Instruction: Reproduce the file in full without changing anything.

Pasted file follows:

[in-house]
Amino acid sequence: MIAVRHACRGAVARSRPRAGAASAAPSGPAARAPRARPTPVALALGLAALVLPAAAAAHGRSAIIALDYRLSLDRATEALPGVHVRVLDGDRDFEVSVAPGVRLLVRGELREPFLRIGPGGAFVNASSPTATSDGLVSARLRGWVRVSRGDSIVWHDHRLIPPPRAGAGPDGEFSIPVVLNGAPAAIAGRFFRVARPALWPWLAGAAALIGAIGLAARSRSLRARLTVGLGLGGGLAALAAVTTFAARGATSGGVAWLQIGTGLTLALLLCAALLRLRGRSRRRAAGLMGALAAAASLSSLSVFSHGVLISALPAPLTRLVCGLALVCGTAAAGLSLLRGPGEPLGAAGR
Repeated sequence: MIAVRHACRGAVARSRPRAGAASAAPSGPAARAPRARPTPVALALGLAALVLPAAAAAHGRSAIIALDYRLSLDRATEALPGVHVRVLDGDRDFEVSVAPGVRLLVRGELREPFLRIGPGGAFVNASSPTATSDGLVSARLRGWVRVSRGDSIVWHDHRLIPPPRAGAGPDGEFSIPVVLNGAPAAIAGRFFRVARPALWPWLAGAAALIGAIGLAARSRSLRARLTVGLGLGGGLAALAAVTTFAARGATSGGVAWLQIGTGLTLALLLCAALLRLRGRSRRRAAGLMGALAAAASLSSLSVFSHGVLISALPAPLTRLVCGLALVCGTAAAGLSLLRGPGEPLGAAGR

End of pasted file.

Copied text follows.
[in-house]
Amino acid sequence: MIAVRHACRGAVARSRPRAGAASAAPSGPAARAPRARPTPVALALGLAALVLPAAAAAHGRSAIIALDYRLSLDRATEALPGVHVRVLDGDRDFEVSVAPGVRLLVRGELREPFLRIGPGGAFVNASSPTATSDGLVSARLRGWVRVSRGDSIVWHDHRLIPPPRAGAGPDGEFSIPVVLNGAPAAIAGRFFRVARPALWPWLAGAAALIGAIGLAARSRSLRARLTVGLGLGGGLAALAAVTTFAARGATSGGVAWLQIGTGLTLALLLCAALLRLRGRSRRRAAGLMGALAAAASLSSLSVFSHGVLISALPAPLTRLVCGLALVCGTAAAGLSLLRGPGEPLGAAGR
Repeated sequence: MIAVRHACRGAVARSRPRAGAASAAPSGPAARAPRARPTPVALALGLAALVLPAAAAAHGRSAIIALDYRLSLDRATEALPGVHVRVLDGDRDFEVSVAPGVRLLVRGELREPFLRIGPGGAFVNASSPTATSDGLVSARLRGWVRVSRGDSIVWHDHRLIPPPRAGAGPDGEFSIPVVLNGAPAAIAGRFFRVARPALWPWLAGAAALIGAIGLAARSRSLRARLTVGLGLGGGLAALAAVTTFAARGATSGGVAWLQIGTGLTLALLLCAALLRLRGRSRRRAAGLMGALAAAASLSSLSVFSHGVLISALPAPLTRLVCGLALVCGTAAAGLSLLRGPGEPLGAAGR